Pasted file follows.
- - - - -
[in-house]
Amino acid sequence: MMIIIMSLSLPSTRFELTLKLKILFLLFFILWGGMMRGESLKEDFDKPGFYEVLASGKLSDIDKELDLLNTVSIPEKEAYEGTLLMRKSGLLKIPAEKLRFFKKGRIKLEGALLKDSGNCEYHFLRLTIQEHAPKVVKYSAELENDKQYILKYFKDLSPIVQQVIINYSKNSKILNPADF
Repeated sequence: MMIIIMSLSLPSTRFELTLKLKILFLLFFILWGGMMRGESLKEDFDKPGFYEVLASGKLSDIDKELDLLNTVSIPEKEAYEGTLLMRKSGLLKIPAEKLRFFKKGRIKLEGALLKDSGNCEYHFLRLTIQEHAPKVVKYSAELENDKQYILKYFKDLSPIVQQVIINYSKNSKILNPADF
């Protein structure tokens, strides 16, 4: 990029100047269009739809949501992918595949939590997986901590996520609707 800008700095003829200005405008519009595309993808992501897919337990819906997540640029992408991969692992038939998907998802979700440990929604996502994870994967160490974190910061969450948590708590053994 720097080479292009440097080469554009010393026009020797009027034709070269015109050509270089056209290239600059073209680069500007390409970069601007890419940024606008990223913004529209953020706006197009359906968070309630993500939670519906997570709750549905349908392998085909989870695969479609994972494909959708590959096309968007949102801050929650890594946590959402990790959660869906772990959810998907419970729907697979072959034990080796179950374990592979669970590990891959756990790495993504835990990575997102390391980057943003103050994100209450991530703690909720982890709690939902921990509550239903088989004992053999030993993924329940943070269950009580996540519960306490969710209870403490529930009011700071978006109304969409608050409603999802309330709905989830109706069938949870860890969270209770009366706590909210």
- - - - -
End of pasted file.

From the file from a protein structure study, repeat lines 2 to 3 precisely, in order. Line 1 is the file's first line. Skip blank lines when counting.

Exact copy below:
Amino acid sequence: MMIIIMSLSLPSTRFELTLKLKILFLLFFILWGGMMRGESLKEDFDKPGFYEVLASGKLSDIDKELDLLNTVSIPEKEAYEGTLLMRKSGLLKIPAEKLRFFKKGRIKLEGALLKDSGNCEYHFLRLTIQEHAPKVVKYSAELENDKQYILKYFKDLSPIVQQVIINYSKNSKILNPADF
Repeated sequence: MMIIIMSLSLPSTRFELTLKLKILFLLFFILWGGMMRGESLKEDFDKPGFYEVLASGKLSDIDKELDLLNTVSIPEKEAYEGTLLMRKSGLLKIPAEKLRFFKKGRIKLEGALLKDSGNCEYHFLRLTIQEHAPKVVKYSAELENDKQYILKYFKDLSPIVQQVIINYSKNSKILNPADF